Boeing Max Disasters Spur Senate Bid to Toughen FAA Rules

(Bloomberg) -- A Senate bill introduced Tuesday calls for more stringent government oversight of aircraft certification in reaction to a pair of Boeing Co. 737 Max crashes.

The bipartisan legislation would address concerns about a controversial system in which planemakers such as Boeing are able to use their own employees to at least partially certify designs, leaders of the Senate Commerce Committee said in announcing the measure.

It would require more direct oversight by the U.S. Federal Aviation Administration of planemakers. The issue has been central to the two crashes that killed 346 people off the coast of Indonesia and in Ethiopia in 2018 and 2019.

The matter has enormous implications for the U.S. aviation industry, which has lobbied for decades for more flexible regulations because it says government oversight is inefficient and doesn’t necessarily improve safety. Congress, in a series of laws, had expanded companies’ authority to do the work.

The bill was introduced by Senator Roger Wicker, the Mississippi Republican who is chairman of the committee, and Senator Maria Cantwell of Washington, the panel’s highest ranking Democrat. The legislation will be discussed Wednesday at a hearing where Steve Dickson, the FAA administrator, as well as the father of a victim in one of the crashes are set to appear.

“Safety is paramount,” said Cantwell in a news release. “A primary goal of this legislation is to make sure the FAA remains in the driver’s seat when it comes to certification.”

Wicker said the legislation “would take important steps to improve safety, especially as it relates to the manufacturing of passenger aircraft.”

Both Boeing planes crashed after a software system malfunctioned, prompting repeated automated attempts to dive. While there were ways to bypass the system, pilots became confused and Boeing has been criticized in accident reports for failing to predict how pilots would react.

While FAA engineers signed off on an earlier version of the system implicated in the crashes, Boeing later made it more powerful and the final designs were approved by its own employees. Boeing’s employees were still required to follow federal regulations and the FAA had the authority to override them.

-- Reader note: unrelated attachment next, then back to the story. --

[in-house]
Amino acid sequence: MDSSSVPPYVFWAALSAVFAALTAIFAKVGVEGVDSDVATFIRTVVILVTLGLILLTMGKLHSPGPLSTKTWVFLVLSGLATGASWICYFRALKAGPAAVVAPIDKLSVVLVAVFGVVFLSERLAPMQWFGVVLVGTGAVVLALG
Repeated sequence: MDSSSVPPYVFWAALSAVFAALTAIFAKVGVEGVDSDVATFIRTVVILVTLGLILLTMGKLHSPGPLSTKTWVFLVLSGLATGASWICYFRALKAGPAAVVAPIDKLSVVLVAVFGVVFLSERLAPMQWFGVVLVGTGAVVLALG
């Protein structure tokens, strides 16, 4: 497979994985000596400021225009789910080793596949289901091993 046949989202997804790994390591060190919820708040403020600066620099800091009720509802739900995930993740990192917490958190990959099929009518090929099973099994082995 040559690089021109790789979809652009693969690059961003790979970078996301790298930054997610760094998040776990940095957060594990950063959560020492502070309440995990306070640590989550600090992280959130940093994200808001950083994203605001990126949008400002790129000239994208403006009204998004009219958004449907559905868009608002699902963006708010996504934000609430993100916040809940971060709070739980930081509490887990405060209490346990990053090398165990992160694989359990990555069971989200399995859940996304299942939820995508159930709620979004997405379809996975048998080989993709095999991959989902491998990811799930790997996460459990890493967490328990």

The Senate legislation would require FAA approval of any Boeing employees appointed in the unit that reviews designs, which doesn’t typically occur now. There are also restrictions limiting how FAA engineers can communicate with Boeing’s certification workers, and the bill would strike down such limits.

Separately, the bill would require makers of airliners and their jet engines to implement so-called safety management systems to identify and mitigate potential hazards. These programs require internal safety audits, robust reporting to regulators and more direct involvement of top managers.

Such programs are required at airlines, but there’s no such requirement for manufacturers such as Boeing.

The bill would also require the FAA to reassess the underlying assumptions about how pilots interact with aircraft systems when the agency reviews the safety of new planes, especially how fight crews respond to multiple cockpit alerts and automated flight control systems. Earlier examinations of the FAA’s approval of the 737 Max found the agency and Boeing misjudged how quickly pilots would react to the situation that occurred in both crashes.

The FAA would set up an anonymous reporting program for agency employees to relay safety concerns about new aircraft designs during the certification process, and whistle-blower protections for airline employees would be extended to manufacturer contractors.

Representative Peter DeFazio, the Oregon Democrat who leads the House Transportation and Infrastructure Committee, has held numerous hearings on the Max and his committee is also preparing its own legislation to revise FAA’s role in aircraft approvals.

The committee hopes to introduce its own bill “in the near future,” according to a statement. Hearings have revealed “a broken system in need of serious change,” it said.

Wicker initially introduced legislation on FAA oversight on June 2. After family members of victims objected, it went through revisions with the assistance of the committee’s senior Democrat, Cantwell.

The new draft “improves” on the previous version, but is still opposed by family members who are suing Boeing, Michael Stumo, said in an interview. Stumo’s daughter, Samya, died in the March 10, 2019, crash in Ethiopia.

“It’s not enough,” he said.

Stumo and other family members want greater restrictions on employees who are delegated by FAA to review designs, stricter penalties on planemakers after crashes and restrictions on how long manufacturers can revise aircraft designs. The Max was a revised version of 737s originally introduced in the 1960s.

Stumo, who prepared a 135-page submission to the committee, was told late Tuesday afternoon he will be testifying before the committee at Wednesday’s hearing, he said in an email. He said he had earlier been told he wouldn’t be permitted to appear.

The FAA announced in May that it was taking steps similar to what is called for in the legislation, such as actions to prevent “undue pressure” among company employees reviewing designs.

©2020 Bloomberg L.P.

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